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PARTIAL SPINAL NERVE LIGATION ALTERS ANATOMICAL COMPONENTS OF OXYTOCIN SIGNALING AND THE LEVEL OF TONIC OXYTOCIN-MEDIATED INHIBITION OF NOCICEPTION

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abstract
Chronic pain affects more than 25 million people in the United States of America, with neuropathic pain contributing to pain in 6-8% of this population. Chronic pain occurs after surgical interventions in approximately 10-40% of patients, but most patients recover without developing persistent pain. Why some patients recover and others do not may be due to differences in activity of endogenous pain inhibition. Oxytocin is a peptide that has been characterized for its analgesic properties and recent studies suggest that oxytocin may contribute to endogenous inhibitory tone in chronic pain. We investigated mechanisms of oxytocin signaling that may be altered by partial spinal nerve ligation (pSNL) injury and contribute to the apparent recovery of pain after pSNL injury in rats.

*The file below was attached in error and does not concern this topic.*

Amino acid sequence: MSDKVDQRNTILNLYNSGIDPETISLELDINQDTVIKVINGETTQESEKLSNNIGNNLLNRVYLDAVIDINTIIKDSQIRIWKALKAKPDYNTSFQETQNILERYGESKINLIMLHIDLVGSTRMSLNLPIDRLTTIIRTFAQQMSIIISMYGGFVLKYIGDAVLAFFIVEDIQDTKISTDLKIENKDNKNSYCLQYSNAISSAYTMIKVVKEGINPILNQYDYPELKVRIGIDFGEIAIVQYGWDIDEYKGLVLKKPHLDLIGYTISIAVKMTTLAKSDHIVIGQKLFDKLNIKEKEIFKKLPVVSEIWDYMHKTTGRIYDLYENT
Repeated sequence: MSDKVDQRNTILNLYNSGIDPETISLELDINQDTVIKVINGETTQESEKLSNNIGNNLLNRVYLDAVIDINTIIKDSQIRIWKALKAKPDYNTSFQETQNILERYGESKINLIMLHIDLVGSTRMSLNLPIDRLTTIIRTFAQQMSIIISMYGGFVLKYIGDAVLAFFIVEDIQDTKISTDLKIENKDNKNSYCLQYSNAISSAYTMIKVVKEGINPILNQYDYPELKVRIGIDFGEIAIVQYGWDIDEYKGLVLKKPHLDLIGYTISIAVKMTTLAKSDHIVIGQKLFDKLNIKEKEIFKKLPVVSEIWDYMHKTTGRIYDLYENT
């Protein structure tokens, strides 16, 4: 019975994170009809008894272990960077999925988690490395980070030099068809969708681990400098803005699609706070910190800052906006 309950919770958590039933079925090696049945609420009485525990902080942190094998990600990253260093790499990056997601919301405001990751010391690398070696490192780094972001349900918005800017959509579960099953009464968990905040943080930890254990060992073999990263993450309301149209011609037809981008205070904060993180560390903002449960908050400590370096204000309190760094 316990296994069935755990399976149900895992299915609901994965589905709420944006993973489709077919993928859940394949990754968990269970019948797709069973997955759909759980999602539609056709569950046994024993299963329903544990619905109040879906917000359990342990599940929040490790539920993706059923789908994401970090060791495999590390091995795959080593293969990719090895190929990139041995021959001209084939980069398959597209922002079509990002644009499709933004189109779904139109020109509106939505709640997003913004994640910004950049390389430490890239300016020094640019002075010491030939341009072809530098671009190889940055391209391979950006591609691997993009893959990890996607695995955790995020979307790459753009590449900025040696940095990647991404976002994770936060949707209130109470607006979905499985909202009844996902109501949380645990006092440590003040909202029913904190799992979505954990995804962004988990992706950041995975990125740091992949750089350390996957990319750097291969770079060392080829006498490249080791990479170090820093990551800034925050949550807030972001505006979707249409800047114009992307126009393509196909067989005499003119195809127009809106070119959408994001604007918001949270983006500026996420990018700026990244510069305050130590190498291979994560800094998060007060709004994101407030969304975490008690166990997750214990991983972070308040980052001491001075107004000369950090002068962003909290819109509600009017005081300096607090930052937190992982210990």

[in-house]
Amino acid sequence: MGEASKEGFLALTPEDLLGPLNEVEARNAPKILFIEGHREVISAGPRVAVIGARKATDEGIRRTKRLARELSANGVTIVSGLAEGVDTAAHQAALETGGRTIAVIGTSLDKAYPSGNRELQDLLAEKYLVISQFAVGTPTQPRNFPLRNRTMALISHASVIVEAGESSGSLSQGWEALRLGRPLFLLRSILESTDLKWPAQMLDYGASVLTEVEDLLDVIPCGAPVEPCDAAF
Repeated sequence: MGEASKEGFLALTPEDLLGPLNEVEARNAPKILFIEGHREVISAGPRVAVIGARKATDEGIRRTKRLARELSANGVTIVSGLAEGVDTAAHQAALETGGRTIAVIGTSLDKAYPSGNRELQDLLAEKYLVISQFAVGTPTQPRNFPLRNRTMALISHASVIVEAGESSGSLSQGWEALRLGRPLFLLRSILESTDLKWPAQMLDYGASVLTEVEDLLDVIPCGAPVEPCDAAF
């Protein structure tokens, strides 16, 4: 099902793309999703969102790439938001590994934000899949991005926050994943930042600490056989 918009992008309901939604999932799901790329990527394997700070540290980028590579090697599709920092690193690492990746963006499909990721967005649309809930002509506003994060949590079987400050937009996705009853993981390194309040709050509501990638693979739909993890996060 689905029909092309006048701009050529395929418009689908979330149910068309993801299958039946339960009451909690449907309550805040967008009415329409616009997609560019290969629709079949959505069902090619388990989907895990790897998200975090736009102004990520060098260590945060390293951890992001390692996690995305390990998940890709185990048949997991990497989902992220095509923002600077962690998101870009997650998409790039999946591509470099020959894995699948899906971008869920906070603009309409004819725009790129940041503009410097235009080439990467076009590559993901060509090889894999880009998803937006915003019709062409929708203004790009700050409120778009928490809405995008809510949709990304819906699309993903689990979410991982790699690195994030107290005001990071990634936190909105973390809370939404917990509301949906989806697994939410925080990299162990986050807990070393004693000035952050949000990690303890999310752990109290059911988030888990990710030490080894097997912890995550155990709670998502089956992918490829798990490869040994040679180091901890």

subject
contributor
Severino, Amie Leigh Milliken (author)
Eisenach, James C (committee chair)
Coghill, Robert C (committee member)
Figueroa, Jorge P (committee member)
Martin, Thomas J (committee member)
Weiner, Jeffrey L (committee member)
date
2017-01-14T09:35:32Z (accessioned)
2016 (issued)
degree
Neuroscience (discipline)
2021-12-21 (liftdate)
embargo
2021-12-21 (terms)
identifier
http://hdl.handle.net/10339/64197 (uri)
language
en (iso)
publisher
Wake Forest University
title
PARTIAL SPINAL NERVE LIGATION ALTERS ANATOMICAL COMPONENTS OF OXYTOCIN SIGNALING AND THE LEVEL OF TONIC OXYTOCIN-MEDIATED INHIBITION OF NOCICEPTION
type
Dissertation

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